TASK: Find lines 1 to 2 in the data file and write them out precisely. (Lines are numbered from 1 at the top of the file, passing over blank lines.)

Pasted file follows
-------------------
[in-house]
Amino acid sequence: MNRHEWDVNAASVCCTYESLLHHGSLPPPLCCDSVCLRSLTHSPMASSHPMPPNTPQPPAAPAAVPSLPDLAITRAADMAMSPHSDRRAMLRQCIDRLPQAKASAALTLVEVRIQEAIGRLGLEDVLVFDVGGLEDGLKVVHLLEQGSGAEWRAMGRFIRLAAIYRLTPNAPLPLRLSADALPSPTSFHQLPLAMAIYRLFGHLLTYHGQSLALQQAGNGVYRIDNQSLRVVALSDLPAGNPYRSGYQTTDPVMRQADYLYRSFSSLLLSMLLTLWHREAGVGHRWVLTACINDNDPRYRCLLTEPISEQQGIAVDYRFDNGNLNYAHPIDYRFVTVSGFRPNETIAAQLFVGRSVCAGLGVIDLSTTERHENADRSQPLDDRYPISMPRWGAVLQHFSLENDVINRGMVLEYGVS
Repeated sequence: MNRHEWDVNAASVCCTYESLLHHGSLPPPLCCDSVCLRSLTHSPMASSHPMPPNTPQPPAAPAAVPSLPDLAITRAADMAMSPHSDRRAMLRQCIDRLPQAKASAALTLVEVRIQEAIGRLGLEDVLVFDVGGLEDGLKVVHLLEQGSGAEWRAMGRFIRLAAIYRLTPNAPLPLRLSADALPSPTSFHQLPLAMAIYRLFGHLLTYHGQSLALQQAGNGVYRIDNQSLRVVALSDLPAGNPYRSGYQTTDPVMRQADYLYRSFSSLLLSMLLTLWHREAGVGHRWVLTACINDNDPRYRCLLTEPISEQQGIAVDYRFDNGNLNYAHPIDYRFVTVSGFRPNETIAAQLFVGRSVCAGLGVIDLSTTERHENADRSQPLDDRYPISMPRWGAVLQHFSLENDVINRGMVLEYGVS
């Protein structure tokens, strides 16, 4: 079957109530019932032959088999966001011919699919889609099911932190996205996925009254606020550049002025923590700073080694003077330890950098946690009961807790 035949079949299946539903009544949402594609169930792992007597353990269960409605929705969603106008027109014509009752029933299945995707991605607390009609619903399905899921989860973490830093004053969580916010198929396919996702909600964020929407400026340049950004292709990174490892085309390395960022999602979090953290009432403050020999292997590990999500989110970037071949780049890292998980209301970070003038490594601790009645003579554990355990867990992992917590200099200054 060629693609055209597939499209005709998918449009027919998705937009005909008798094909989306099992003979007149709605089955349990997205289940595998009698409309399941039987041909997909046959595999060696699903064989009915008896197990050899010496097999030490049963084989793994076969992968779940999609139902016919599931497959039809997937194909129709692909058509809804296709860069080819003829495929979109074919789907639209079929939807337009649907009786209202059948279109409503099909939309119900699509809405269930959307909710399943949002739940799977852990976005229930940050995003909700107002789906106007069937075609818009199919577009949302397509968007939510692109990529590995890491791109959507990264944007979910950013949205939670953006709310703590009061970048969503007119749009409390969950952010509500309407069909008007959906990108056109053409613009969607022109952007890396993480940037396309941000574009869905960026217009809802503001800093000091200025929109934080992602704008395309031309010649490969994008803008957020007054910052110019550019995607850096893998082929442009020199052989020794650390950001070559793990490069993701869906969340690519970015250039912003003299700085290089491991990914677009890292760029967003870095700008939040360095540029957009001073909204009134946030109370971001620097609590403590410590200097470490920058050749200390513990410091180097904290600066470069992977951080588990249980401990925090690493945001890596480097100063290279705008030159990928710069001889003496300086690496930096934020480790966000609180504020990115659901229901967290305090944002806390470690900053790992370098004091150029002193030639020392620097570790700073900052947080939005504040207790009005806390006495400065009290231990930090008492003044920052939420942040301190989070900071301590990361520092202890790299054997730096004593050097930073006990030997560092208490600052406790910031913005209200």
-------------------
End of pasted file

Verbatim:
[in-house]
Amino acid sequence: MNRHEWDVNAASVCCTYESLLHHGSLPPPLCCDSVCLRSLTHSPMASSHPMPPNTPQPPAAPAAVPSLPDLAITRAADMAMSPHSDRRAMLRQCIDRLPQAKASAALTLVEVRIQEAIGRLGLEDVLVFDVGGLEDGLKVVHLLEQGSGAEWRAMGRFIRLAAIYRLTPNAPLPLRLSADALPSPTSFHQLPLAMAIYRLFGHLLTYHGQSLALQQAGNGVYRIDNQSLRVVALSDLPAGNPYRSGYQTTDPVMRQADYLYRSFSSLLLSMLLTLWHREAGVGHRWVLTACINDNDPRYRCLLTEPISEQQGIAVDYRFDNGNLNYAHPIDYRFVTVSGFRPNETIAAQLFVGRSVCAGLGVIDLSTTERHENADRSQPLDDRYPISMPRWGAVLQHFSLENDVINRGMVLEYGVS